I used the cutting line from View A, which is shorter, and then shortened it another 2″, using the scientific eyeballing method and the back length of my TSW Trio Shirt.

out 2

I did want to ditch the PJ look as much as possible, so I didn’t use edging detail on the sleeve band. Instead, I added a curved corner to each end of the band, and then attached it ‘upside down’.

sleeve

I really like this small, easy change. It also occurred to me that it also would be simple to widen the band and create a cuff.

side 1

No changes to the collar – it’s so pretty, and I like it much more than a pointed collar. It’s a generous width and really behaves. No fear of flying with this convertible collar style – without a collar band, collars are very easy to sew.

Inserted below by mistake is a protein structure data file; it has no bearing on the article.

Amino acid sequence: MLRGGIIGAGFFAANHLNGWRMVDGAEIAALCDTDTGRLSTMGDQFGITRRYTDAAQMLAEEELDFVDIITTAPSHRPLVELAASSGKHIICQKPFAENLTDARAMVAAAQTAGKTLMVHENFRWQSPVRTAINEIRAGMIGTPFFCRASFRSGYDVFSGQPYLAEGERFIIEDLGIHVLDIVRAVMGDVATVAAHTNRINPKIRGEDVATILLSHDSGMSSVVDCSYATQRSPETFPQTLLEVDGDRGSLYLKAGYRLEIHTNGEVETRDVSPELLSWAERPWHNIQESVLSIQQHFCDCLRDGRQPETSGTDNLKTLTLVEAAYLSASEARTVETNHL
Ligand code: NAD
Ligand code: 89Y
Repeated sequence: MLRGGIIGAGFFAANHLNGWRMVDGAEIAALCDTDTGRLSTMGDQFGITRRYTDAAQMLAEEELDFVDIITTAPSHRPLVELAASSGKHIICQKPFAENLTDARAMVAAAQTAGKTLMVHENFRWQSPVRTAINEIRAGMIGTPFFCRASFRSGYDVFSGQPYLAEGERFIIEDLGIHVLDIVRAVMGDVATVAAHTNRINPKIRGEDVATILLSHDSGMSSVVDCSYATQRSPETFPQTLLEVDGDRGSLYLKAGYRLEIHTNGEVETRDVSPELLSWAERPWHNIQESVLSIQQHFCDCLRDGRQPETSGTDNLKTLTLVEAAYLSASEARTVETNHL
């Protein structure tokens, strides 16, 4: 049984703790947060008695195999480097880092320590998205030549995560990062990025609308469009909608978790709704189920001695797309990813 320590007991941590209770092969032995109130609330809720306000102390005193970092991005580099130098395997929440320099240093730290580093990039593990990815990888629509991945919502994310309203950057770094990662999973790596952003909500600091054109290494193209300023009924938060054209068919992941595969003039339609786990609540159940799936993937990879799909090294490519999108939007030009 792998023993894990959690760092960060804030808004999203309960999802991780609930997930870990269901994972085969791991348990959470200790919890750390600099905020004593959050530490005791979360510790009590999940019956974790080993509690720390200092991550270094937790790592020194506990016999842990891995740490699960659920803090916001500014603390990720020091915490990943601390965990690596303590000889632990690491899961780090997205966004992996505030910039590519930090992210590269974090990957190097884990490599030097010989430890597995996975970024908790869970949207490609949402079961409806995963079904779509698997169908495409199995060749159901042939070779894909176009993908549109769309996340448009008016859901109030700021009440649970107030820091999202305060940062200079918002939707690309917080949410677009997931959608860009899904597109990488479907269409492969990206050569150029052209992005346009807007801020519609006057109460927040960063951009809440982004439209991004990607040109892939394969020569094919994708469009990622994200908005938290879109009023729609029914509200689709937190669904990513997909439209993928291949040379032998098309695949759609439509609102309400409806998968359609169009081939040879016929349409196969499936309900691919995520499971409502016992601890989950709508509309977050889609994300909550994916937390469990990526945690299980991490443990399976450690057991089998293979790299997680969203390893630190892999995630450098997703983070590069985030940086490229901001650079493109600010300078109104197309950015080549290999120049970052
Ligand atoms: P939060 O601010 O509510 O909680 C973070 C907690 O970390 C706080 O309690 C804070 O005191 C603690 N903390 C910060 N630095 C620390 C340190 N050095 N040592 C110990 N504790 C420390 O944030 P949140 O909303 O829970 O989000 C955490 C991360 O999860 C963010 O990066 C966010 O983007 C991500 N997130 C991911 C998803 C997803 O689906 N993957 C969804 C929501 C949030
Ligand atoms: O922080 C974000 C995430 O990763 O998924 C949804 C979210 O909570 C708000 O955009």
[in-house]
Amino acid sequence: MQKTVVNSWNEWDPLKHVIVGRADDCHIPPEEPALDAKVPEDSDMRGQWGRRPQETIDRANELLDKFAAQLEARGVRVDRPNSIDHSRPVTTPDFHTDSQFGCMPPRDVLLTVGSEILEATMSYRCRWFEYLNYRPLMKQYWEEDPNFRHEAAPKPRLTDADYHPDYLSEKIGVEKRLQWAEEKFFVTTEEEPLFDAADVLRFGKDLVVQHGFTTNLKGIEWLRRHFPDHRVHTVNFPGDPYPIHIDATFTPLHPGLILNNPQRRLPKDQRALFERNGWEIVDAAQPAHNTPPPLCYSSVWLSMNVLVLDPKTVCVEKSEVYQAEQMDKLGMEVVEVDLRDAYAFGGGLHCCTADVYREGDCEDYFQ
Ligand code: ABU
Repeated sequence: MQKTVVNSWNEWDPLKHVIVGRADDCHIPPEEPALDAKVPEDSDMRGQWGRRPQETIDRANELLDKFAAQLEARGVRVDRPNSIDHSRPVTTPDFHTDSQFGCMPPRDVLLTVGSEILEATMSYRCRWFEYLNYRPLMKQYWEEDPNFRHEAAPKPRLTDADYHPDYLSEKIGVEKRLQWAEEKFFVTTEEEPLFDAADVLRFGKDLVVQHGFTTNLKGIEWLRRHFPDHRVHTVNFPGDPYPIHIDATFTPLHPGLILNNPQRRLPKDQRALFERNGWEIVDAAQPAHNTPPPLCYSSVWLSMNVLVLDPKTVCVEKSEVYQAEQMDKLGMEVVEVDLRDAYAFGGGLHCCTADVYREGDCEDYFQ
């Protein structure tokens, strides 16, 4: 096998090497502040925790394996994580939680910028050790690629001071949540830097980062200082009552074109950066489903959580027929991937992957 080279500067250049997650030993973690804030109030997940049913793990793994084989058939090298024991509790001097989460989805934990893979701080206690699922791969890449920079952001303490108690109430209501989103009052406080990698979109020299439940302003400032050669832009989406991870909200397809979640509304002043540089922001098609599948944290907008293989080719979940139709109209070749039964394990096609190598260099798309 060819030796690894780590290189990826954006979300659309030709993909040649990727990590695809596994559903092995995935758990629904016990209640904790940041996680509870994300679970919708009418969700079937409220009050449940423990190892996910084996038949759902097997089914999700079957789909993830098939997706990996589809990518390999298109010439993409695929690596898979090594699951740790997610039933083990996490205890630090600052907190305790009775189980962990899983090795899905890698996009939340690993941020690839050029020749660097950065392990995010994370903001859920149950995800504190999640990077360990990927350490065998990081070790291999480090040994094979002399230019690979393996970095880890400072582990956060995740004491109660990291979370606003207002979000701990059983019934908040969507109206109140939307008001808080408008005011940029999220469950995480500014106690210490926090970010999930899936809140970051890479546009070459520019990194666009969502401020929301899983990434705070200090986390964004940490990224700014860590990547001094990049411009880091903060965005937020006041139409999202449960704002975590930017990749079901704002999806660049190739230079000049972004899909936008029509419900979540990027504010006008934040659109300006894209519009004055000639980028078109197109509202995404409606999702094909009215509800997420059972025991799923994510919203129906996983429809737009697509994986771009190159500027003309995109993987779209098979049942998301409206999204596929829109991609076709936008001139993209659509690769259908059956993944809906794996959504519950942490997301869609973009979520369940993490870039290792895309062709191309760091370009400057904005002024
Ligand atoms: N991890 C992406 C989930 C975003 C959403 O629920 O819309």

collar

A couple more pics. It’s way too hot now for jeans, but these are my favorites. I made them several years ago in mid-weight denim,¬† using the McCalls 6291 cargo pants pattern (great for shorts as well).

back 2

front 2

Well, I think I’m done with this pattern for a while – but it was fun trying various looks with it. And I love my PJ sets.¬† I’m giving it 5 stars!

Parting shots – it’s Mother’s Day! From my dear not-so-little ones…from david

David sent these incredible flowers from my favorite florist, ‘Art of Flowers’. For years he sent me orchids, which kept expiring under my care. A hit to my gardener ego, but in reality, orchids from florists are tender. They’ve been handled way too much, chilled, warmed, and mushed. I love getting flowers – my living room smells heavenly.

From my creative Ashley, a precious memory of dancing together in the kitchen…

mom abug